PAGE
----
The Recycled Part

Friday, December 12, 2014

Nine Ways to Stop Your Car When the Brakes Fail.

How to stop a car when the brakes fail

You've experienced it, heard about it, or had nightmares...

You're on your morning commute and as you approach your exit, you turn on the right blinker, check your mirrors (hopefully), and press the brake pedal to slow down in preparation for the turn, goes all the way to the floor with little resistance as if you just stepped on a marshmallow! Then comes the adrenaline. Your heart rate shoots to 180 bpm. Pupils dilate. You check the mirrors, a semi is coming on fast. This is it, the end. You've had a good run.

Well it's not over, yet. There are a some emergency measures to employ. We adapted the following nine steps from WikiHow. They may be the closest thing to casting a magic spell to stop your car.

  1. Don't panic. Calm down. Overreacting will only jeopardize your chances of survival even more.

  2. Consider how your brake pedal "feels." If it's soft you may be able to revive some braking force by pumping the brakes. If your brake pedal feels hard, you could have an obstruction under your pedal. Check it out with your foot or have a passenger look.

  3. Pump your brakes repeatedly. This may rebuild enough braking pressure to stop the car. Keep at it, it may take a while. When you feel pressure built up, quickly press the brake pedal all the way down. Keep the brakes squeezed to the floor. Hydraulic brakes rarely fail *completely*.

  4. Progressively downshift into low gears. Use your engine to slow the car. For an automatic transmission, downshift one gear at a time into the lowest gear. For a manual transmission, downshift one, or two at the most, gears at a time. Use caution, rapid downshifts into second or first gear can cause you to lose control of the vehicle.

  5. Pull the “E-brake.” Your emergency brake, or parking brake, might stop your vehicle. However, it only engages the rear wheels so it may work slowly. Caution! If applied too forcefully, the emergency brake can lock your rear tires, especially at high speed. If your tires lock, release some pressure from the brake, hold it, then apply more pressure as the vehicle decelerates.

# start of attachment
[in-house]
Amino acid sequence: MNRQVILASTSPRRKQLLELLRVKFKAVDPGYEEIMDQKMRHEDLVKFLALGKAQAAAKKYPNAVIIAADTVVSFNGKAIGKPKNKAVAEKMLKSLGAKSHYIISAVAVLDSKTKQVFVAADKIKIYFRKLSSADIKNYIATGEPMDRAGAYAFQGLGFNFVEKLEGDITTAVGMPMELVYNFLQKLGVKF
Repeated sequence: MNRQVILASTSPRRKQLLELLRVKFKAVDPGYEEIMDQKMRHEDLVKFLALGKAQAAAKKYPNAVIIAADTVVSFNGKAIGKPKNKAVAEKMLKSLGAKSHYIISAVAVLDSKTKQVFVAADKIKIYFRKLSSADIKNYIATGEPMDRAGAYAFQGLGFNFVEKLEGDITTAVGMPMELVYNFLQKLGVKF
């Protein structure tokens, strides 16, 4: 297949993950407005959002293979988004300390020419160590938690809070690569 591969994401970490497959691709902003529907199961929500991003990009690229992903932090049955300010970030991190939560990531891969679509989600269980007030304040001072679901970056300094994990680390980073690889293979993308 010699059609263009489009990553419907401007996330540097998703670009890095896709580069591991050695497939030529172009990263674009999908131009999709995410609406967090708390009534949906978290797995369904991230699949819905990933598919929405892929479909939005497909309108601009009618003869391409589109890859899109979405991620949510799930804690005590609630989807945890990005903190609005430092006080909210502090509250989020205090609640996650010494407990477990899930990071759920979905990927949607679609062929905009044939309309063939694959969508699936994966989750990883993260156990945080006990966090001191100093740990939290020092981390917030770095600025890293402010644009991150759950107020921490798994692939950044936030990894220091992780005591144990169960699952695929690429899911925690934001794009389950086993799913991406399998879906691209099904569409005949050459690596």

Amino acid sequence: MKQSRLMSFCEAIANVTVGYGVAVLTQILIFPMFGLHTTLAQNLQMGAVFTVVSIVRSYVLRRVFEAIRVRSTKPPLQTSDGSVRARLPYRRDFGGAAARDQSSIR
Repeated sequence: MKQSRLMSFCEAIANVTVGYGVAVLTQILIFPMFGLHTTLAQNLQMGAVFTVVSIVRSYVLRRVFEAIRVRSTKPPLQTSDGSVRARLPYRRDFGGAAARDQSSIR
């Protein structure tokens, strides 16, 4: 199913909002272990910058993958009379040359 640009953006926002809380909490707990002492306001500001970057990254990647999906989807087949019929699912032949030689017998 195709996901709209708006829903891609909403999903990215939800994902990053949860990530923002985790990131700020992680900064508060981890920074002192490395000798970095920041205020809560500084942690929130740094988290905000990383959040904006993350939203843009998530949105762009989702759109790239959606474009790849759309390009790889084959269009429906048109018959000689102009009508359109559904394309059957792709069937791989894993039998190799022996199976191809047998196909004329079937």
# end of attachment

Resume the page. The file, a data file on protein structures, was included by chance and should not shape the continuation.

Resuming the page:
6. Keep your eyes on the road and be aware of your surroundings. Other drivers and pedestrians are likely unaware of your emergency. Alert them with your hazard lights and sounding your horn. Roll your windows down to increase air drag as well as make it possible to shout if needed.

  7. Steer sharply from side to side. Turning naturally slows your vehicle as it creates friction between your tires and road surface. If you have sufficient room, do this repeatedly but carefully. Caution! Do not do this at high speeds. You can flip or spin your car.

  8. As a last resort, use the surroundings to slow your vehicle. These techniques can be very dangerous, especially at high speeds.

    • Dirt, gravel, grass, or sand on the road's shoulder offer increased friction to slow your car down. Carefully and gently pull your vehicle onto a shoulder.

    • Look for an incline to drive your car up. Use gravity to your favor.

    • Look for a guardrail or cement divider to sideswipe. A pear-shaped cement divider is preferable; they are designed to contact your tires before your vehicle's body.

    • Look for small trees or shrubbery you can drive through. Caution! Trees more than four inches in diameter are dangerous!

  9. If all the above steps failed, look for a spot to safely crash. You have two options; a single-vehicle crash and a two-vehicle crash.

    • For a single-vehicle crash, first slow your vehicle down using the above methods. Steer your vehicle onto the shoulder or center divider and look for an object to impact squarely after you have reduced speed.

    • For a two-vehicle crash, look for another vehicle moving close to your speed and that has a bumper about the same height as yours. Aim to hit the vehicle as square as possible on the rear bumper. Hitting another vehicle at an angle can send you both out of control. Lastly, warn the other vehicle by sounding your horn and flashing your lights.